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    Yes it works because the chuck cannot be forced away from the screw. That is the problem with a hand held screw driver. This is a good thread. Good mention Jim K.

    Jim
  13. 76Highboy

    76Highboy Well-Known Member Supporting Member

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    By the way Jim, that is a fabulous name you have.

    Jim
  14. rodriger

    rodriger Former Guest

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    Discover brand "GRACE USA" on eBay or Amazon. I do not remember the price, but I think it's well below $ 25 for eight very good screwdrivers are made to work the gun. :dancingdots:
  15. Hammerslagger

    Hammerslagger New Member

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    One can spend large amounts of money on ultra premium name brand tools, or firearms. The tool or gun alone will not make one a "master" or even competent. Often a well made moderately priced product will get the jobs done and last a working lifetime or two in almost all but the most severe levels of service.

    Those professionals who make their living "turning wrenches" often buy super premium tools like "Snap-On" or "Mac" for reasons that include the pride of "owning the very best"; the Tool Truck man usually extends credit; and if it ever breaks it gets repaired or replaced under a lifetime no strings warranty.

    On the other hand, lesser major retailer brand tools like "Craftsman" have a lifetime warranty, will take a lot of abuse and usually still get the job done. If you live near a "Harbor Freight Tools" store their "Professional" Chrome-Vanadium alloy steel tools made in China or Taiwan are usually a good buy for the money, if you have the skill and experience to usually judge a tool by its appearance, materials, and workmanship.
  16. 76Highboy

    76Highboy Well-Known Member Supporting Member

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    I own alot of Snap On tools. However, back in 1993 if you had a Craftsman wrench it was thick and bulky and difficult to get into tight places. As a mechanic I started out with Craftsman and some did break. Then Snap on came out with their Flank Drive wrenches and I bought a set. They are the best wrench I have ever owned. Also, I broke a Craftsman wrench and went into Sears to get a new one and guess what, they would not give me a new one because I was wearing a GM Mr Good Wrench shirt.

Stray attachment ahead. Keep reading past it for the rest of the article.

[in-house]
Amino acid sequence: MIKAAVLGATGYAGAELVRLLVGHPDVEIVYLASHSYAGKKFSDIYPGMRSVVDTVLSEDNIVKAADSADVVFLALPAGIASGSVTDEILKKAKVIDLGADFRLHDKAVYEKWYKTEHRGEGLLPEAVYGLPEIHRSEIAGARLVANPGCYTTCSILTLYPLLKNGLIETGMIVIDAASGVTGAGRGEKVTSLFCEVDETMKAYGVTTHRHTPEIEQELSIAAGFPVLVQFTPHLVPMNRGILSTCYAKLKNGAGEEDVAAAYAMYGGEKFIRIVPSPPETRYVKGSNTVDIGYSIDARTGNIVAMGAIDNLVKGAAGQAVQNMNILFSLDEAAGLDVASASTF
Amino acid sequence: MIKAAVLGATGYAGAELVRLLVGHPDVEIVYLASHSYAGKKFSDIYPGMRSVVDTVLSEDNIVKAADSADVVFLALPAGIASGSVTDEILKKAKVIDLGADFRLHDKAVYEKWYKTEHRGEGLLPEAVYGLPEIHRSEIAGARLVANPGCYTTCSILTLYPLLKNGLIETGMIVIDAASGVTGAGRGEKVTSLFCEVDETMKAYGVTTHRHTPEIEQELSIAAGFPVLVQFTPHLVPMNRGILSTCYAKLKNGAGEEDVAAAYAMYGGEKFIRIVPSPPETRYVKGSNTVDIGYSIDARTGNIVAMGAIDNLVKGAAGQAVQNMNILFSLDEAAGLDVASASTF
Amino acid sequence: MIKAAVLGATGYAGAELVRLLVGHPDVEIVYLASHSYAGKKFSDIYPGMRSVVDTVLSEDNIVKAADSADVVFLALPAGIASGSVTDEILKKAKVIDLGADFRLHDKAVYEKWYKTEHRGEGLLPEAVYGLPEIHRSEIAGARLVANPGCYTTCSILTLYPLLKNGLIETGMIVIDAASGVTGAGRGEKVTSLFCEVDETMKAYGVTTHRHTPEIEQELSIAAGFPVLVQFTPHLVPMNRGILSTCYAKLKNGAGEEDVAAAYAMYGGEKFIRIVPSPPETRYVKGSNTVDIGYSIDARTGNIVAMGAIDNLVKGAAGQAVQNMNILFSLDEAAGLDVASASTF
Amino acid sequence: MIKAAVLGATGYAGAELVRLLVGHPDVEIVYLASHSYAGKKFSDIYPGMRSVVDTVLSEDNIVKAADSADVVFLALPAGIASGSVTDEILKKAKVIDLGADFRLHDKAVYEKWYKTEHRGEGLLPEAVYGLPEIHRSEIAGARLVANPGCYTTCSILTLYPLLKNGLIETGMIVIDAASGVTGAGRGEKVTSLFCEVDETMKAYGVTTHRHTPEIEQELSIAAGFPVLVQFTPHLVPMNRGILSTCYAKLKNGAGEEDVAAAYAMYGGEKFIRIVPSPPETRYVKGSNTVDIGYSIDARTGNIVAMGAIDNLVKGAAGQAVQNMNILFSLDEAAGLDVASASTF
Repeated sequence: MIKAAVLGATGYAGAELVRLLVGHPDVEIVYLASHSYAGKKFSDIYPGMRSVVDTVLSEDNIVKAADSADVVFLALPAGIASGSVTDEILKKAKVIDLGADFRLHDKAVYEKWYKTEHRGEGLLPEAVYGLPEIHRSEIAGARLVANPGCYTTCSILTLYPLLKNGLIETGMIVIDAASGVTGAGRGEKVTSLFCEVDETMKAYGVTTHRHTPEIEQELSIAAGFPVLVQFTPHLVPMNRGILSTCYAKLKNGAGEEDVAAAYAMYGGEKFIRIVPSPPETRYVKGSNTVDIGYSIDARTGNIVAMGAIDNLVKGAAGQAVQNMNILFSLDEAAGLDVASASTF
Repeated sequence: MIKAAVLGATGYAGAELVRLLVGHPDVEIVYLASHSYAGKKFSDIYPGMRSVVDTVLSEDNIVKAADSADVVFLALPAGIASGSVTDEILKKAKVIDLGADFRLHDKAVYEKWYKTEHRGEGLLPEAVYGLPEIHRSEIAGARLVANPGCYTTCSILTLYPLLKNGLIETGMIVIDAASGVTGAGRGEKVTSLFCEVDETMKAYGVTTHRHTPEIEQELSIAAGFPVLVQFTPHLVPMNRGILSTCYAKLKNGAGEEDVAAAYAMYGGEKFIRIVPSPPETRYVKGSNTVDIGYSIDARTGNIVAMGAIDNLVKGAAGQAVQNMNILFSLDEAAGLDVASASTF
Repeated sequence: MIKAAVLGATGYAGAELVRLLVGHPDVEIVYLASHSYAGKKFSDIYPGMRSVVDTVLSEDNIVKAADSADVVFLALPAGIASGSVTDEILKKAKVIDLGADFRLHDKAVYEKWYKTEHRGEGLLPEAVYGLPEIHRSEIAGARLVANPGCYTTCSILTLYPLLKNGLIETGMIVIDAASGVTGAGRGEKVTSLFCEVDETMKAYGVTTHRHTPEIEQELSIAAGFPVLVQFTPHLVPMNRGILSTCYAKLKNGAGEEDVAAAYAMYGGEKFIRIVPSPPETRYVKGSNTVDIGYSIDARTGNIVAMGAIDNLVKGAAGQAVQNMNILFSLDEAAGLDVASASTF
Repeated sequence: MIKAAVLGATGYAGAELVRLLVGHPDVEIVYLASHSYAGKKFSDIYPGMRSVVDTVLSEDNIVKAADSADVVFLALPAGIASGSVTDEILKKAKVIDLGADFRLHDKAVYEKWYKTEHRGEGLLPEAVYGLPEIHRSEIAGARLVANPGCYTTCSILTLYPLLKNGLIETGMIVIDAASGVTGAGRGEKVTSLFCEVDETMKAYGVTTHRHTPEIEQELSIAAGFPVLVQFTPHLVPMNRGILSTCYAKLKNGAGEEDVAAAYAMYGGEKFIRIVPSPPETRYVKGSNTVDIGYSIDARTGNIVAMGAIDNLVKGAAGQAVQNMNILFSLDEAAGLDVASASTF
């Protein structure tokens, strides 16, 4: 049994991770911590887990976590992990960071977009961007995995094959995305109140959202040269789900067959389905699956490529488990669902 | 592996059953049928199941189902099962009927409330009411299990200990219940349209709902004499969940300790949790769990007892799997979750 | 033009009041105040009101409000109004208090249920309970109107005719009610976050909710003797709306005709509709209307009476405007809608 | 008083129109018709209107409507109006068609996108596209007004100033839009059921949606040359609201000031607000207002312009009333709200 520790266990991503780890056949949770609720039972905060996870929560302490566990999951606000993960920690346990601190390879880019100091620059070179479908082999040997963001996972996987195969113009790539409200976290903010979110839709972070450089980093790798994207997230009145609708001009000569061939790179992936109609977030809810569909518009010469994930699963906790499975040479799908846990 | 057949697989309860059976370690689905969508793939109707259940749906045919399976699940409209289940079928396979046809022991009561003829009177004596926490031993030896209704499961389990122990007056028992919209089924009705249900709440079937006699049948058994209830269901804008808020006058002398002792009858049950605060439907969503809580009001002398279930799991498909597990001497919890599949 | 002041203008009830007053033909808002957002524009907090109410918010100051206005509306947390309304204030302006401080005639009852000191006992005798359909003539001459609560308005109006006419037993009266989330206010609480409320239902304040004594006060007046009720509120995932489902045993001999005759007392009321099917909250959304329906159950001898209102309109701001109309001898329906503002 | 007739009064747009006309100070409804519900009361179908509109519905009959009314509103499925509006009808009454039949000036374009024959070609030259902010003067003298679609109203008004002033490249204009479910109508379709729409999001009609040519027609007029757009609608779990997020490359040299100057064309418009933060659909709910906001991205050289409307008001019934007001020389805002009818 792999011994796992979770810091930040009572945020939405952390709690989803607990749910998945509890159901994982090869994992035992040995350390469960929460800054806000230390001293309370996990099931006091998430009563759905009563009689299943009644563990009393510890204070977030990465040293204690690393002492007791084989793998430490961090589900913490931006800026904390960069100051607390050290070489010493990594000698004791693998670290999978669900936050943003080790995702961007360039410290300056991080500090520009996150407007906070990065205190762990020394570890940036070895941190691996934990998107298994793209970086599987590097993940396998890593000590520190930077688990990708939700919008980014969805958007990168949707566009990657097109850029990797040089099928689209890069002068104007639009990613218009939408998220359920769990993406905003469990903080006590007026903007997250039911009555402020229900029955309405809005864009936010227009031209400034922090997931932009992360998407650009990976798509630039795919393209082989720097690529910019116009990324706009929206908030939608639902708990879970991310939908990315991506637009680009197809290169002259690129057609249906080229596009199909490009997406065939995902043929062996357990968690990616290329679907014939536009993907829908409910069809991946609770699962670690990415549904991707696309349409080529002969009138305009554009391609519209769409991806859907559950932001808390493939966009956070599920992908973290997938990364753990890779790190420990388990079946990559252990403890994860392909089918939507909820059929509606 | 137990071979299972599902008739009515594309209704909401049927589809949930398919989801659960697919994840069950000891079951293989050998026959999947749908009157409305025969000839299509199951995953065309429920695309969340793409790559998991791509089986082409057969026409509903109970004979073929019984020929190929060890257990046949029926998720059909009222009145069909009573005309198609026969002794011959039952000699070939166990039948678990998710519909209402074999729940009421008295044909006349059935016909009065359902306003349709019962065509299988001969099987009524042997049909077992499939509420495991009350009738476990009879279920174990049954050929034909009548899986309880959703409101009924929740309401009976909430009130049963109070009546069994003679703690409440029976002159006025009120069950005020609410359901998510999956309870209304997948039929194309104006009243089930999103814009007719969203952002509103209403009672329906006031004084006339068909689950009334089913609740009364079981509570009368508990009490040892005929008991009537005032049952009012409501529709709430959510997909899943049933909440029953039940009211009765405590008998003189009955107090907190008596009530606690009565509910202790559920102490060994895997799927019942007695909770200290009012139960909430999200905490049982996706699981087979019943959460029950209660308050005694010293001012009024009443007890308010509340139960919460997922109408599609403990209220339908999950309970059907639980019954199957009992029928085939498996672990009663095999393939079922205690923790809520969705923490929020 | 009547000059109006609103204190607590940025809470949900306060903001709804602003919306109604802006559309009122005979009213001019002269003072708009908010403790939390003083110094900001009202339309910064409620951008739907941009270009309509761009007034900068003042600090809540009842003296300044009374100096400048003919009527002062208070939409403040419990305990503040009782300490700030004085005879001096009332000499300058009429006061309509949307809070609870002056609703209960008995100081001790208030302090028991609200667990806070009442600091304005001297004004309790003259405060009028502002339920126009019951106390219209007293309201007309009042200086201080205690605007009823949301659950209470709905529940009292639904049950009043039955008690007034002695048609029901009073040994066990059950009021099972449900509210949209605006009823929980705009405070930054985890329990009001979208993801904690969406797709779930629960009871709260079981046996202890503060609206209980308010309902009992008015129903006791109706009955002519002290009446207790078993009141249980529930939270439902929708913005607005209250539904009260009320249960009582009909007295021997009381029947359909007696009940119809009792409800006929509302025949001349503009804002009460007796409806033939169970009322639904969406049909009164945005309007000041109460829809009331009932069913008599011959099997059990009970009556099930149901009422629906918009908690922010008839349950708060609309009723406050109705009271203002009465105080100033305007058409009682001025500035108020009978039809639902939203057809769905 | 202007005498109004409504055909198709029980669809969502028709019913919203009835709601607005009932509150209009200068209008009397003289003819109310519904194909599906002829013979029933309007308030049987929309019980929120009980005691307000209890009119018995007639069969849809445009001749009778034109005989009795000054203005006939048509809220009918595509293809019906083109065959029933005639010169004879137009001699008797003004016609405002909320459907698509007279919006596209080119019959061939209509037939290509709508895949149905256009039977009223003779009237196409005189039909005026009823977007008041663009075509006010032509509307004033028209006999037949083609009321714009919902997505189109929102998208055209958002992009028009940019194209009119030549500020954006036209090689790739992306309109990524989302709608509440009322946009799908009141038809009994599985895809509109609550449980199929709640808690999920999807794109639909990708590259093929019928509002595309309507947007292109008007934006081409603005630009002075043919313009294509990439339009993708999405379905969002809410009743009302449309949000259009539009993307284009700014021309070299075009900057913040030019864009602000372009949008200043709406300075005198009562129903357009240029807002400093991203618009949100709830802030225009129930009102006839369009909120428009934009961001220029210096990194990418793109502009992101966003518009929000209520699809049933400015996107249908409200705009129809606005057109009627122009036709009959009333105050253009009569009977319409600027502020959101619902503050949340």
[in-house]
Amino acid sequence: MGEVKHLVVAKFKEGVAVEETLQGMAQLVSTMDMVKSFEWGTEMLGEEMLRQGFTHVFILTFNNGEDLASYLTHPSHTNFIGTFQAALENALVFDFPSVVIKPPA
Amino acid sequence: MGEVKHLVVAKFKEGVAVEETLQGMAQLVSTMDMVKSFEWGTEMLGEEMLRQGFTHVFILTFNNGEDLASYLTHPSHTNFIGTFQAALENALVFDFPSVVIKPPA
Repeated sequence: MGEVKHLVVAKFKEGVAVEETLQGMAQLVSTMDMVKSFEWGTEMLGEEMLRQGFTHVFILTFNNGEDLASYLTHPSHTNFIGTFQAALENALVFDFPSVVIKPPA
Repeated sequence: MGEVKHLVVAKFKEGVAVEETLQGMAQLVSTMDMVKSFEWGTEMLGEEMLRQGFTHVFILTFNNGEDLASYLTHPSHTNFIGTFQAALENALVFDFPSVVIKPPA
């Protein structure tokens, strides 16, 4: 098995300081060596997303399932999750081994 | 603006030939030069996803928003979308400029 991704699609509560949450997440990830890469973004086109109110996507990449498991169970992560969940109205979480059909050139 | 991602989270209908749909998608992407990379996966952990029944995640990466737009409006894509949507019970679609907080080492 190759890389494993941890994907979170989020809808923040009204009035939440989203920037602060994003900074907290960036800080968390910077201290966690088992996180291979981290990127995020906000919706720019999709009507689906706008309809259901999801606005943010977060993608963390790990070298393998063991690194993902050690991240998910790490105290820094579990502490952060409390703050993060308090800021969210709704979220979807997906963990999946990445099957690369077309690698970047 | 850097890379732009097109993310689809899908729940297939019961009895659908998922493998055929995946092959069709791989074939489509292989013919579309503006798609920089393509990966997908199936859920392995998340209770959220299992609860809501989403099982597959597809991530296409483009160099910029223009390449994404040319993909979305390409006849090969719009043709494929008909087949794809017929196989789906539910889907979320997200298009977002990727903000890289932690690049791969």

When I was buying tools, I paid cash because I had two side jobs. So when the tool trucks came by, I offered them prices below their listings. If they said no I thanked them and walked. Next thing you know my box had a lot of Snap On tools because he met me at what I wanted to pay. When Matco and Cornwell saw that they quit saying no. Also, the first place I went was the second hand drawers for the used tools. Same warranty, great price, just used.

    Craftsman stepped up with the professional line because they had to. NAPA was offering professional tools along with many others so they had to step up. I also like SK hand Tools. I think their wrenches are pretty close to Snap On. I went with the professional tools because I didn't have time to ge to Sears if I broke them, and believe me I broke them. I have the same Snap On wrenches and have never broke one to this day.

    As for Harbor Freight, I have broke a 5" SwiveL Vise, I burned a grinder up, and I did have a set of their tools in the tool box in my truck and they were their good ones (wrench's) but I broke one (wrench) on a truck that was broke down and got rid of them ASAP. Now everything in my truck is Craftsman except my wrenches. They are NAPA (which is the same as a Craftsman Professional). I still buy some Harbor Freight tools but not much.
  17. JLA

    JLA Well-Known Member

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    I use the wheeler kit, The big 100 dollar one, and the drill press trick. I havent buggered a screw since i first started smithin. Fact ive gotten real good at fixin the buggered screws that do come in.
  18. 76Highboy

    76Highboy Well-Known Member Supporting Member

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    Thanks JLA, I have been watching for an answer on this thead. I am scouting for one now.
  19. CampingJosh

    CampingJosh Well-Known Member

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    I buy stuff from Harbor Freight if I intend to loan it out. If it's just for me to use, Craftsman is the minimum.

    But I don't know anything about the real thread topic. :)
  20. gvw3

    gvw3 Well-Known Member Supporting Member

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    Mac,Snap on, Craftsman. In that order I owned a body shop for 27 years and in hand tools that's what I used. All very good quality.

    Been out of that business for 15 years and no longer need many tools.